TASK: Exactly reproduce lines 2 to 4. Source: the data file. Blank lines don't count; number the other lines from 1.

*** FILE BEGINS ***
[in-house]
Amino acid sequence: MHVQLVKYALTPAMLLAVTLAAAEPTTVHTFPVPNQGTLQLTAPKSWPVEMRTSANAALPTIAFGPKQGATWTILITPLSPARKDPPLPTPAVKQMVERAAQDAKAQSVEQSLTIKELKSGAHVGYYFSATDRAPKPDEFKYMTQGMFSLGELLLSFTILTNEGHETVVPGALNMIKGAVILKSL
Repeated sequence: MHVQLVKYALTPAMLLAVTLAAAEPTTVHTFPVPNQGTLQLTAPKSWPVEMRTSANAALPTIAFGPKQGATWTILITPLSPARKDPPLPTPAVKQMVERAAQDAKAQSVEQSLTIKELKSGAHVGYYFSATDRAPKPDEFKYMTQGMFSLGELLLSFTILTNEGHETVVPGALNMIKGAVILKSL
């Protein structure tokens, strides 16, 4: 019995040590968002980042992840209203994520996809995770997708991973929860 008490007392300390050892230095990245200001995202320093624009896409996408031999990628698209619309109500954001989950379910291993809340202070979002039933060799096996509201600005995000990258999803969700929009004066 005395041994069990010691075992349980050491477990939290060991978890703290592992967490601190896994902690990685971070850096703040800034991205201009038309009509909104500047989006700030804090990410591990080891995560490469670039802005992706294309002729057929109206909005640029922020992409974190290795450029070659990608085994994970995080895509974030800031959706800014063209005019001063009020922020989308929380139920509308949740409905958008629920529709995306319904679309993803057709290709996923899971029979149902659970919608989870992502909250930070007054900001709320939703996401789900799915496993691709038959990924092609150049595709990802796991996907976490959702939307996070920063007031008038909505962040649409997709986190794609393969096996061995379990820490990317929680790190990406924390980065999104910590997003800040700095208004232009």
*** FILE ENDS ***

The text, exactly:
Amino acid sequence: MHVQLVKYALTPAMLLAVTLAAAEPTTVHTFPVPNQGTLQLTAPKSWPVEMRTSANAALPTIAFGPKQGATWTILITPLSPARKDPPLPTPAVKQMVERAAQDAKAQSVEQSLTIKELKSGAHVGYYFSATDRAPKPDEFKYMTQGMFSLGELLLSFTILTNEGHETVVPGALNMIKGAVILKSL
Repeated sequence: MHVQLVKYALTPAMLLAVTLAAAEPTTVHTFPVPNQGTLQLTAPKSWPVEMRTSANAALPTIAFGPKQGATWTILITPLSPARKDPPLPTPAVKQMVERAAQDAKAQSVEQSLTIKELKSGAHVGYYFSATDRAPKPDEFKYMTQGMFSLGELLLSFTILTNEGHETVVPGALNMIKGAVILKSL
């Protein structure tokens, strides 16, 4: 019995040590968002980042992840209203994520996809995770997708991973929860 008490007392300390050892230095990245200001995202320093624009896409996408031999990628698209619309109500954001989950379910291993809340202070979002039933060799096996509201600005995000990258999803969700929009004066 005395041994069990010691075992349980050491477990939290060991978890703290592992967490601190896994902690990685971070850096703040800034991205201009038309009509909104500047989006700030804090990410591990080891995560490469670039802005992706294309002729057929109206909005640029922020992409974190290795450029070659990608085994994970995080895509974030800031959706800014063209005019001063009020922020989308929380139920509308949740409905958008629920529709995306319904679309993803057709290709996923899971029979149902659970919608989870992502909250930070007054900001709320939703996401789900799915496993691709038959990924092609150049595709990802796991996907976490959702939307996070920063007031008038909505962040649409997709986190794609393969096996061995379990820490990317929680790190990406924390980065999104910590997003800040700095208004232009």